Xi’s Three ‘Battles’ in Six Charts
(Bloomberg) -- China’s political leaders gather this week to detail policy priorities for the year, with deliberations under added pressure from the trade standoff with the U.S. and a domestic economic slowdown.
On Tuesday morning, Premier Li Keqiang’s work report will set targets for gross domestic product expansion, the fiscal balance, inflation and other factors. The domestic policy mix will be defined by the three so-called “critical battles,” launched in 2017, against pollution, financial risks, and poverty.
Since 2017, residents of Beijing or Shanghai have seen bluer skies. While there are still plenty of hazy days, particularly in winter, the data for Beijing in particular show a downward trend in average air pollution.
Deleveraging (and Re-Leveraging)
The campaign to curb the growth of China’s $34 trillion pile of public and private debt has in some senses been too effective. While the increase in the overall leverage ratio has been curtailed, parts of the system that fed credit to the private sector were choked off. Policy makers are now trying to fix that problem, without rekindling worries about the nation’s overall financial stability.
The surge in lending in January is partly a result of that loosening of controls, although other factors such as the normal spike in lending at the start of the year also played a part.
After cutting taxes last year to boost consumption and investment, policy makers have promised more cuts in 2019 to help the sluggish private sector, and the details are expected to be released at this year’s meeting. Morgan Stanley chief China economist Robin Xing expects a reduction in the valued-added tax worth as much as 800 billion yuan ($119 billion) to companies.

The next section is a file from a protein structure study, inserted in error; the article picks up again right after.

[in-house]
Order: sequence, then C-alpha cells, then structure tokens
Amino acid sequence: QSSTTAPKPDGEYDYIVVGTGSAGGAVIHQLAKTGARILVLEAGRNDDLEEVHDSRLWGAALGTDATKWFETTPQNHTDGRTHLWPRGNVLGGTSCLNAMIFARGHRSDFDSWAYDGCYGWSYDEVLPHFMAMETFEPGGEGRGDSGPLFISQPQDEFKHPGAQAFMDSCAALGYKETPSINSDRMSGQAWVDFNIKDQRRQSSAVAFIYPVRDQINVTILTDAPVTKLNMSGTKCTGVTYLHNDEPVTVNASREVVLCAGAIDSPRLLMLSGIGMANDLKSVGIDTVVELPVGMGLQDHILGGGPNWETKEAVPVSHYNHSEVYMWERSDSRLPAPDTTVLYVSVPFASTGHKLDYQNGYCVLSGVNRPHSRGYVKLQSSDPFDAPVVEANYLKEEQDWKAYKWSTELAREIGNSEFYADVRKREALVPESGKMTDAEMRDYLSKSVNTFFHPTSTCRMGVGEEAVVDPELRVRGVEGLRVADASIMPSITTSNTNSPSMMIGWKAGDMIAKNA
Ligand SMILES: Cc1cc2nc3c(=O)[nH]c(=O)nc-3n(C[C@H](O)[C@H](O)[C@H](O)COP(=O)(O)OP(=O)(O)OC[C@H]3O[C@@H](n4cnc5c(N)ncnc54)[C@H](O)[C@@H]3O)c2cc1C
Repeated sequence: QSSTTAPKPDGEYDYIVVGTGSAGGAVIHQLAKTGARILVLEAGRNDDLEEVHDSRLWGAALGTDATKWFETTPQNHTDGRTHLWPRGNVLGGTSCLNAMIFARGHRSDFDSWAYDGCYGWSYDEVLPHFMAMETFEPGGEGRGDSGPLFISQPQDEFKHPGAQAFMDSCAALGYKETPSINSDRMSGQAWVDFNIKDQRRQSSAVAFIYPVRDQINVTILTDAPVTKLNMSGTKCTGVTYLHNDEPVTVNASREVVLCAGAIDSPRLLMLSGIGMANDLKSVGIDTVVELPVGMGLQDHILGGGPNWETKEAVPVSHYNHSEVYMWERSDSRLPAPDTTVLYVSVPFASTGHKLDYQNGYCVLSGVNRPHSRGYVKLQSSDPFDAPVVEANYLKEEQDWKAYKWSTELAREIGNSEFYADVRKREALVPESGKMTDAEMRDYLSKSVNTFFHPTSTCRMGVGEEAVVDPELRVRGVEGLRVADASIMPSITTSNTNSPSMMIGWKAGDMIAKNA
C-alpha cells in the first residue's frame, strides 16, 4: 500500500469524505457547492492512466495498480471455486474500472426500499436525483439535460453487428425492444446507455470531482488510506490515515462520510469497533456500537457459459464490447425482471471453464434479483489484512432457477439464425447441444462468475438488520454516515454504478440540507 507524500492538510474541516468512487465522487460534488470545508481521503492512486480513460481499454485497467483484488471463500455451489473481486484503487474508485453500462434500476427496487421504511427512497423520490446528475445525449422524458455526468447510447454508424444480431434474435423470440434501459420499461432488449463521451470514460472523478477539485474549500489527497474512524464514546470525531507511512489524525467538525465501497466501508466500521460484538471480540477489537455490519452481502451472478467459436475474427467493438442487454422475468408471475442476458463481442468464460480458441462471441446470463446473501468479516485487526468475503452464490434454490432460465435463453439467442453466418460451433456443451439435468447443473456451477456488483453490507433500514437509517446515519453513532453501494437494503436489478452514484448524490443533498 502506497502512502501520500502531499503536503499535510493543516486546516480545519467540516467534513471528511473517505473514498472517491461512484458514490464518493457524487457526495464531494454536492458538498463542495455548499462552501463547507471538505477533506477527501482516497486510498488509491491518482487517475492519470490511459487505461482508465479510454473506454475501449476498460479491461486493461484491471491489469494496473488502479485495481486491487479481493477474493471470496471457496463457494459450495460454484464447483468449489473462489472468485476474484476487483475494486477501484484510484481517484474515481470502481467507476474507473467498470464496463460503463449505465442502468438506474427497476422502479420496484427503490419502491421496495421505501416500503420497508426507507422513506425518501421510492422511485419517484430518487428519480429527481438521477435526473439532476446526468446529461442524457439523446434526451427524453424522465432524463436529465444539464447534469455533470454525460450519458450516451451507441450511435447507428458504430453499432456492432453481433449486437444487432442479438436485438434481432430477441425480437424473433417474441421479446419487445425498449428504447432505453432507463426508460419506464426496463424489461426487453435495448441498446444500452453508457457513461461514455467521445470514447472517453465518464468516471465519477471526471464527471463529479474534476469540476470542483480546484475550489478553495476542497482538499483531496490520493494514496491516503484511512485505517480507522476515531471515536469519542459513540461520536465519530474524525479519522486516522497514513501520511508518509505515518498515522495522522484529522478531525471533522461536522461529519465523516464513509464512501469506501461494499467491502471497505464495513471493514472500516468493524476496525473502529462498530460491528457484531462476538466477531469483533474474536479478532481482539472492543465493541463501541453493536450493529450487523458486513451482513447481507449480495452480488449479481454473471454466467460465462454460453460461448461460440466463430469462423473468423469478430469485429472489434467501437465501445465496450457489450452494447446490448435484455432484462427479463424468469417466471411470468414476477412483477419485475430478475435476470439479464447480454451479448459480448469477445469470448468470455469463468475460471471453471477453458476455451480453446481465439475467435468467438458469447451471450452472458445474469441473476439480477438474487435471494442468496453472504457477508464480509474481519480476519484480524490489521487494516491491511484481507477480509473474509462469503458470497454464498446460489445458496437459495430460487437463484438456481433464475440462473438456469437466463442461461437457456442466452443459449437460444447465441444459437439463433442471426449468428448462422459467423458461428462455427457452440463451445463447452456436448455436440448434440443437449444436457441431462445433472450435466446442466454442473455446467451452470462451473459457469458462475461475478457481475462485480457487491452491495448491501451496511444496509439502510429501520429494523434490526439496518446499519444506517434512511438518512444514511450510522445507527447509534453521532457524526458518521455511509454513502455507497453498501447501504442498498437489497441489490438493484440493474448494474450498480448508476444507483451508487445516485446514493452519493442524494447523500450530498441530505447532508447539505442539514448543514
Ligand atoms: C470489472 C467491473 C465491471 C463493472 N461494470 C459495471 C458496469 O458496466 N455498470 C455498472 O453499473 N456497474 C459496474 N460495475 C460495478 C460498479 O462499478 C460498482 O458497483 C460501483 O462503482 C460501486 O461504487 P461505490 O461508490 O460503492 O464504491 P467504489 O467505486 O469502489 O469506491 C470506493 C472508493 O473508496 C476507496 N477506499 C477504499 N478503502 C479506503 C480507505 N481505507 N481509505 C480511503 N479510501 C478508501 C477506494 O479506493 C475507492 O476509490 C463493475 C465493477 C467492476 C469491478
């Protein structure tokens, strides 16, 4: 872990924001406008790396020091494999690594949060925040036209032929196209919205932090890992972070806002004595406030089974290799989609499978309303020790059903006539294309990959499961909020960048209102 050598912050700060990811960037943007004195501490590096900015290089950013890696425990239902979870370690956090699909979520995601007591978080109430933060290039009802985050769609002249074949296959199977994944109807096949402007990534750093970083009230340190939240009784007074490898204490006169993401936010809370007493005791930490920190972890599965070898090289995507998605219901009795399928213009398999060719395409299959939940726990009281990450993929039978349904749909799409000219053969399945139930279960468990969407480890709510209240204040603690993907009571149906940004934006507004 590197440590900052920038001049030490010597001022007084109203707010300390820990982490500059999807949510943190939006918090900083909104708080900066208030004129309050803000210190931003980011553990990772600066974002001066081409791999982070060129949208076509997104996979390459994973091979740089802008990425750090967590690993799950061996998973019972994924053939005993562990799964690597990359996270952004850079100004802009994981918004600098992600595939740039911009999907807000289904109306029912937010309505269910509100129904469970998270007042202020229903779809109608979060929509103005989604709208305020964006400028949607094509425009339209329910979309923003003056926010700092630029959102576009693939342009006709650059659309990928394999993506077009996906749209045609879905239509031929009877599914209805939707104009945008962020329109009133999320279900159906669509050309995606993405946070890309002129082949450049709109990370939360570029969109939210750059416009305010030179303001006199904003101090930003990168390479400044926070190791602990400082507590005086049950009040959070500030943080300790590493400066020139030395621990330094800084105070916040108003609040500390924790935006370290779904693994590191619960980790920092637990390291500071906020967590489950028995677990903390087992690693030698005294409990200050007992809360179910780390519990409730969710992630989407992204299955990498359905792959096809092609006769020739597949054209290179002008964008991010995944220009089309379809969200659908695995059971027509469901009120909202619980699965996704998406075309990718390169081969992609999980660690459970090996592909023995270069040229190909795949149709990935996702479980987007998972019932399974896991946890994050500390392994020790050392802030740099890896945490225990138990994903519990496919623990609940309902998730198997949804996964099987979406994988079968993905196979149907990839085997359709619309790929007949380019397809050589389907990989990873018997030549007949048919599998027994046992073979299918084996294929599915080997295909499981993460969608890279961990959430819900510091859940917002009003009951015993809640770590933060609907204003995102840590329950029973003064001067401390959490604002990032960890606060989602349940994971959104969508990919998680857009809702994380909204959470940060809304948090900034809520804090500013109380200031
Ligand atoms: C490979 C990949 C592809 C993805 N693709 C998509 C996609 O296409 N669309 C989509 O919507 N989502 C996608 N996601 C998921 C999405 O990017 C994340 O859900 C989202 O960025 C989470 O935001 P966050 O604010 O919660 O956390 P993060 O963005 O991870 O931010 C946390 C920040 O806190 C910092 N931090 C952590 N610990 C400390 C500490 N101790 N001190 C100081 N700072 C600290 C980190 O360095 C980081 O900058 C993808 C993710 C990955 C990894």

However, the earlier tax cuts have already cut into government revenue, and further reductions will make the job of paying for further stimulus harder.
Another source of stimulus spending will be bond sales, and the government has already said it will substantially raise the amount of special bonds local governments can sell in 2019 to pay for infrastructure. That’s underpinning a forecast rebound in the growth of such spending, which slumped in 2018.
The reform and opening up of China’s economy over the last 40 years gave hundreds of millions of Chinese the chance to pull themselves out of poverty. But there are still pockets of entrenched hardship, especially in the countryside. The government’s goal this year is to bring more than 10 million people out of poverty, according to the State Council, as part of the goal to end “extreme poverty” by 2020.
What our economists say..."Slower growth, with a little bit of wiggle room -- that’s probably what China’s growth target for 2019 will signal, as the government tries to steer the economy through a trade war and blow-back from deleveraging."
-- Chang Shu and David Qu
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